And then if you read this article you see that some believe the reason for the disparity in participation is because boys and girls have different role models:
"Boys might emulate Tim Tebow; girls might choose Miss Florida"
And then you realize just how limited the choices are.

Friday, December 10, 2010

Thanks for our new gym, Title IX!

I came across this article about the debut of a new gym at Lake Shore High School in Michigan. The new gym was added, according to the article, "because a Title IX legislation ruling that stated boys and girls seasons must be at the same time."
This made me pause. I didn't remember anything about Lake Shore High School.
But I went on to read about the great new gym that includes a commons area for concessions, where the game inside the gym can be simulcast, an NBA-sized court (which will make the school a prime site for post-season and tournament play), and a more secure entrance to the school. Sounds like some great improvements.
And no one has to practice at 10pm.
Then I remembered which "Title IX legislation ruling" the article was referring to: the very contentious--and very expensive--lawsuit against the Michigan State High School Athletic Association. So many people just refused to give any ground about--among other things--ensuring that girls played their sports in the traditional seasons. Costs, logistics, tradition, etc., etc.
Lake Shore High School clearly was one of the schools affected by the mandate to move girls sports to their traditional seasons. And now they have a new facility.
So in case no one else says it: Thank you, Title IX, for the sparkly new gym in Michigan with its indoor track, student store, and concession stand. We wouldn't have done it without you!

JMU case not quite stagnant

Equity in Athletics presented its case to the Fourth Circuit Court of Appeals earlier this week. EIA is attempting to overturn the decision (made in 2006 and carried out in 2007) by James Madison University to cut 10 intercollegiate sports. EIA is trying to get its lawsuit against JMU restored. EIA's attempt to force JMU to reinstate the teams has already failed at the district and appellate court level and the US Supreme Court refused to hear the case. JMU's lawyer is confident that the case, according to one writer, "will remain stagnant."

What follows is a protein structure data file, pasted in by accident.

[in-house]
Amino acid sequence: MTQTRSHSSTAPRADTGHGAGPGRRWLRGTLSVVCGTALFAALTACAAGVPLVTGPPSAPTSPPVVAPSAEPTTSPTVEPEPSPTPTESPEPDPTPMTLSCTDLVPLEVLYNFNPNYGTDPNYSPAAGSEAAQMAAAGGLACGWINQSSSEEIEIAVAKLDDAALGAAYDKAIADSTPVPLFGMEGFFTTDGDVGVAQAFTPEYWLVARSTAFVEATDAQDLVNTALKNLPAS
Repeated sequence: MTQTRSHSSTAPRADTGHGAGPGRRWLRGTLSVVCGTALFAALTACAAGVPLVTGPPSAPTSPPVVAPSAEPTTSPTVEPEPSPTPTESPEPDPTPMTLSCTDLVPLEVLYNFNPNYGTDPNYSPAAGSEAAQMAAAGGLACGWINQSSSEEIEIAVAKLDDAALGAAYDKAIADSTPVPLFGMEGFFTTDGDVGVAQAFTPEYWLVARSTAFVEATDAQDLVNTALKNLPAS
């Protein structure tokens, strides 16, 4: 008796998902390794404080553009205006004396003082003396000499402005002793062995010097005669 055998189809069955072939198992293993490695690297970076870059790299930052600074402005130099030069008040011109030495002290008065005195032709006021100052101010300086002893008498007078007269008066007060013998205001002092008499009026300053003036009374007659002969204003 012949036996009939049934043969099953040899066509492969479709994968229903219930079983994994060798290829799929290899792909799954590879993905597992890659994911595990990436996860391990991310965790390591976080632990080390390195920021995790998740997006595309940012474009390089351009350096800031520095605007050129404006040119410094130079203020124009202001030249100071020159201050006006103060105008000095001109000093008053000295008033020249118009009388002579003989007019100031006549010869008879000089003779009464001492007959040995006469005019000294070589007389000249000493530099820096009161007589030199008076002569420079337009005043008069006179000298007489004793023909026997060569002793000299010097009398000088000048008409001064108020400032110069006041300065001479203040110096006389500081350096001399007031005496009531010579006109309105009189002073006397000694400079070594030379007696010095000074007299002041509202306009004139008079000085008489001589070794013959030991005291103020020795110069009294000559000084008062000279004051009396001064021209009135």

Thursday, December 09, 2010

Resolution Reached in Title IX Sexual Assault Cases

The Department of Education announced that it has reached "voluntary resolution agreements" with two universities that it had been investigating on charges that they failed to protect students from sexual assault in violation of Title IX. According to the Center for Public Integrity, an organization of investigative journalism that has in the past reported on the government's lax enforcement of Title IX in this area, today's agreements obligate Eastern Michigan University and Notre Dame College in Ohio to a list of remedial measures aimed to protect students.

Eastern Michigan University had apparently attempted to cover up the rape and murder of one of its students, Laura Dickinson, when they falsely reported that her death had involved no foul play. The Department of Education investigated the university on charges that it violated federal crime-reporting act (the Clery Act) that also covers sexual assault, and assessed a $350,000 fine. Additionally, however, the agency's investigation extended into possible violations of Title IX stemming from weak or nonexistent policies and practices aimed to protect students from sexual harassment and assault. This investigation produces a resolution agreement under which the university is obligated to undertake a variety of measures from adopted and publicizing nondiscrimination policies that expressly include sexual harassment and assault, as well as grievance procedures to address claims of sex discrimination involving students, faculty, staff, and third parties. The university must also appoint and train a Title IX Coordinator to coordinate the university's efforts at compliance. The agreement includes more creative, proactive requirements as well, including that the university: